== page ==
I told them to not waste their time doing that as I would never use any copper phone wiring ever again. They said that they had to just in case my install got selected for auditing. Although I suspect the install requirements have since changed.








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  Reply # 1862038 11-Sep-2017 07:22
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Aredwood:

When they installed fibre for me, they insisted on linking it back into the copper phone wiring. Except my house didn't have any functional phone wiring. The only working copper telecoms wiring I had at the time was ~5m of CAT5 from the demark point directly to my ADSL router. So they just installed a jackpoint next to the ONT and wired it back to what was the demark - now the ETP.


I told them to not waste their time doing that as I would never use any copper phone wiring ever again. They said that they had to just in case my install got selected for auditing. Although I suspect the install requirements have since changed.


You could have told them you were not planning to let the auditor in anyway 😀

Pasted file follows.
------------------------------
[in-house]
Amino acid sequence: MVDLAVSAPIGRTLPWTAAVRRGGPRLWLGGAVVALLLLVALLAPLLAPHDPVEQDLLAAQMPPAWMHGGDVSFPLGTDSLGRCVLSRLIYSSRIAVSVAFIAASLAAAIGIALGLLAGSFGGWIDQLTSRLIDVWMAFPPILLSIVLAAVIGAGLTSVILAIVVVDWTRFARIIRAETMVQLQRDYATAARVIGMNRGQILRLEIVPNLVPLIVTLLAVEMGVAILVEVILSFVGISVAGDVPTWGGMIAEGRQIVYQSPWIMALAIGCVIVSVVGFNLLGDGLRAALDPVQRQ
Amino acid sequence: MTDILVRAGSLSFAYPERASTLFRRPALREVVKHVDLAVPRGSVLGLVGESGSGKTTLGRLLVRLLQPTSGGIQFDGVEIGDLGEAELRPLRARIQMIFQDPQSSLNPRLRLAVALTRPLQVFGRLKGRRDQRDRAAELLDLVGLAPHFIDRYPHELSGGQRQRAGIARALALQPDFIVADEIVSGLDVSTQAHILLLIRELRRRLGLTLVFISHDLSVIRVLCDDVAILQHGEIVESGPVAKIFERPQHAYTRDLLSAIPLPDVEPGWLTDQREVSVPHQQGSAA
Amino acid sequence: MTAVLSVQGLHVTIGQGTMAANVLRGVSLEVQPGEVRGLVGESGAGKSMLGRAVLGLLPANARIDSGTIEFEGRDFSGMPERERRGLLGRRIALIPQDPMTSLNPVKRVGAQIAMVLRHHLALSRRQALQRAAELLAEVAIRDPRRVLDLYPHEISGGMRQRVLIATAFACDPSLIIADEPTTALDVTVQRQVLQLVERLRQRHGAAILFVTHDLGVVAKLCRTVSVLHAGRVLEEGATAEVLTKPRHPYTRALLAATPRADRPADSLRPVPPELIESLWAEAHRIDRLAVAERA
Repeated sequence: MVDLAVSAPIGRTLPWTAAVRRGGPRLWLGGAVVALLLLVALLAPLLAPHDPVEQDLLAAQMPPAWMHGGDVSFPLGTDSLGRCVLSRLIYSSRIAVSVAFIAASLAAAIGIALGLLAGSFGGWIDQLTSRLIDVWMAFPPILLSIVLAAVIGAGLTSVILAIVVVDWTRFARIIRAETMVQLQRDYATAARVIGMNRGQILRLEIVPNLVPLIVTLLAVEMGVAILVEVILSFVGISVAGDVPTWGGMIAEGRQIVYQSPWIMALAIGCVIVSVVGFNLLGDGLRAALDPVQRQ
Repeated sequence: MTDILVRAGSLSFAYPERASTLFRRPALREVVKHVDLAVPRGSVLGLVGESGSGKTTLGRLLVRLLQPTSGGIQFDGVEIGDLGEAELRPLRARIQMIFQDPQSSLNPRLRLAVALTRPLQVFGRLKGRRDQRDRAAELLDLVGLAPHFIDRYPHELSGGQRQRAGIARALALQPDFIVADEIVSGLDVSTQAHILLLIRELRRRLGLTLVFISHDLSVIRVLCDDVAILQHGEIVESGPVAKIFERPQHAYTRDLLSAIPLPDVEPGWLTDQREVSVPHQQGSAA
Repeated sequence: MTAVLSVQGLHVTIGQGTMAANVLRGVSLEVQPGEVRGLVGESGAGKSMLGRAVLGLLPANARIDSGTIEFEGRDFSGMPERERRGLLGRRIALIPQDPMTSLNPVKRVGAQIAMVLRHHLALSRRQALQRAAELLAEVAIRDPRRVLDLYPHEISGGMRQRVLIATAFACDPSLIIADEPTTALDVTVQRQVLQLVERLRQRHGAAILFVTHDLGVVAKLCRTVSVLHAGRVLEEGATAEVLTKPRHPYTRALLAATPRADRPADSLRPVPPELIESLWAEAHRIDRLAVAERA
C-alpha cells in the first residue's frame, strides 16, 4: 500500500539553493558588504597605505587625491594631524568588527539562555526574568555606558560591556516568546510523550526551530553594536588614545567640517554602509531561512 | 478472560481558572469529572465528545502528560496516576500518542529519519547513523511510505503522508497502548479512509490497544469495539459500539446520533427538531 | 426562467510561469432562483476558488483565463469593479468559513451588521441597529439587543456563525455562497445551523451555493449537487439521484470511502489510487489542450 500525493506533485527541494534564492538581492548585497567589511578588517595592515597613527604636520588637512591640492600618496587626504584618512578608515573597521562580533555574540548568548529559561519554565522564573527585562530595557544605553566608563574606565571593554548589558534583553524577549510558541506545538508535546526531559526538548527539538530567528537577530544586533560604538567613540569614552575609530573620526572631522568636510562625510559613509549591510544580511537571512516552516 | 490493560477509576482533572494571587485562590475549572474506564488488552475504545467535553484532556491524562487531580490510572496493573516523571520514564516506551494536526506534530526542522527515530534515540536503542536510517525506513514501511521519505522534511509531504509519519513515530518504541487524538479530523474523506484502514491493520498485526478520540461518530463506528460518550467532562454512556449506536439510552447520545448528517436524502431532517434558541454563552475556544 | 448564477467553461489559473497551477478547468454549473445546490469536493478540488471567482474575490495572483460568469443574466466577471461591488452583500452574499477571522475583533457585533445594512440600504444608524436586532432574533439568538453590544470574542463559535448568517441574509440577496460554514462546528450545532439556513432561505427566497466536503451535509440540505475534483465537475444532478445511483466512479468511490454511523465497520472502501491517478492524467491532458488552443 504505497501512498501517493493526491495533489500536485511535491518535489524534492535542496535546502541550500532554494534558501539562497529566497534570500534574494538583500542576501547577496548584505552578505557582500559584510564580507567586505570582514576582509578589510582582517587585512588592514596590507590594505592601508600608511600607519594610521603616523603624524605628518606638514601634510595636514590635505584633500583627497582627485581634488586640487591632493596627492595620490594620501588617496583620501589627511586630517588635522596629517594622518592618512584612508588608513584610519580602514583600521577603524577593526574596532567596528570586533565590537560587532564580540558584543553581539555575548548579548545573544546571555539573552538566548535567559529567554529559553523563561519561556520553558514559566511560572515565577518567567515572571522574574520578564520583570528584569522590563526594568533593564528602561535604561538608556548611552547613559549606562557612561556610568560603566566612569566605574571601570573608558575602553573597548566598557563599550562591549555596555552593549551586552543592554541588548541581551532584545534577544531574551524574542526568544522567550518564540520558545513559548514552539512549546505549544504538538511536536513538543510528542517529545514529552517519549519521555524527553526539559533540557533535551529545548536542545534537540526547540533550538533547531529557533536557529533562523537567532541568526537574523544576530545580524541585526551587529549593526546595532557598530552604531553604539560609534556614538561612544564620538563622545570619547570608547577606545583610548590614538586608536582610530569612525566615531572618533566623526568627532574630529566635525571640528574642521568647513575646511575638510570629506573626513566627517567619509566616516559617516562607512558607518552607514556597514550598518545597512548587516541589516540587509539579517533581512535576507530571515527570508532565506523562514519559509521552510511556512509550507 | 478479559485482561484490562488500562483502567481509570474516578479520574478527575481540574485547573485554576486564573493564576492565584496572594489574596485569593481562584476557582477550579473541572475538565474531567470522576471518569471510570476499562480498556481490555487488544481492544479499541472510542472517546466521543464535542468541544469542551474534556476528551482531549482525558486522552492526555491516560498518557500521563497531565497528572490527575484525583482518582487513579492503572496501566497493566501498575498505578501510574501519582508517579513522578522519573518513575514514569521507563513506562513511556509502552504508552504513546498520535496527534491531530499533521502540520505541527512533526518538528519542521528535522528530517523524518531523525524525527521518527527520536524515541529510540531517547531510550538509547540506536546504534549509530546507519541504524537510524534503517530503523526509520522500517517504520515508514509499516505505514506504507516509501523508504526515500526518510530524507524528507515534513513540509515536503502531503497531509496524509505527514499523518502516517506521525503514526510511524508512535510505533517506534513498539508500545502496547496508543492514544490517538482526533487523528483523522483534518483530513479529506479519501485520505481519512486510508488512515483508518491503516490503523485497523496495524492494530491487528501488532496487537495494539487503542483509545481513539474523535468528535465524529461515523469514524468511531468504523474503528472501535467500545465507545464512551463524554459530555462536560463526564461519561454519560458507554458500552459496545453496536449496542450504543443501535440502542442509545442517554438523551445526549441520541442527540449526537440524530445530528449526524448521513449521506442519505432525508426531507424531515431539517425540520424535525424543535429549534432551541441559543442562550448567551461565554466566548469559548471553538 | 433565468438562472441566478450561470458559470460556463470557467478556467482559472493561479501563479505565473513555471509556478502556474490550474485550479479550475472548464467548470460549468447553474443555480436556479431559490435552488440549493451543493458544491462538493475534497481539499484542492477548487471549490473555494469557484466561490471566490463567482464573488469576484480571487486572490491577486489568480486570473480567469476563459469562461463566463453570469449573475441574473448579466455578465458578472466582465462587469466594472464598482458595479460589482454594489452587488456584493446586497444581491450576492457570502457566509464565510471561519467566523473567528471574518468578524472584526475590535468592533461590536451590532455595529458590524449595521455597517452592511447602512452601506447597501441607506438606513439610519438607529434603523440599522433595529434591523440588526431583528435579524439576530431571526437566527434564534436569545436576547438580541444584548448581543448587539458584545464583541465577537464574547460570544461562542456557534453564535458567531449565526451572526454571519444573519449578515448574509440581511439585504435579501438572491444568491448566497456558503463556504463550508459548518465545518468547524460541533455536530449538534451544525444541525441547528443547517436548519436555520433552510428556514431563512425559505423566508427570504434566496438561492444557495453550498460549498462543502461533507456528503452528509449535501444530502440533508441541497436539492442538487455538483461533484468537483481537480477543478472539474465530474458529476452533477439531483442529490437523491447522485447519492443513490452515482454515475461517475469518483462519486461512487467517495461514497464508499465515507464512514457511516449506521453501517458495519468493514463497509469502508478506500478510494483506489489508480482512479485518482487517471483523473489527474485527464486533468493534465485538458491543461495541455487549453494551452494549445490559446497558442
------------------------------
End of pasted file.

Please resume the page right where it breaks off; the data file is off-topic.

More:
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  Reply # 1862061 11-Sep-2017 08:26
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One of the neighbours up our ROW (there are 5 properties) applied a while back - maybe six months. We signed the consent and sent it it. Nothing ever happened and last week we got another consent letter. Signed that and sent it in. I wonder if they're getting a no-response from one of the other properties?

 

As do the connection: When we recently re-wired the house, the sparky ran a cable from the house's external phone entry point to the office (where the modem/router lives). That cable carries a combined fibre and Cat6, so presumably if/when we get fibre, there's pretty much nothing for the Chorus contractor to do but join the cables and put the optical modem in the office?

 

 


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  Reply # 1862144 11-Sep-2017 09:39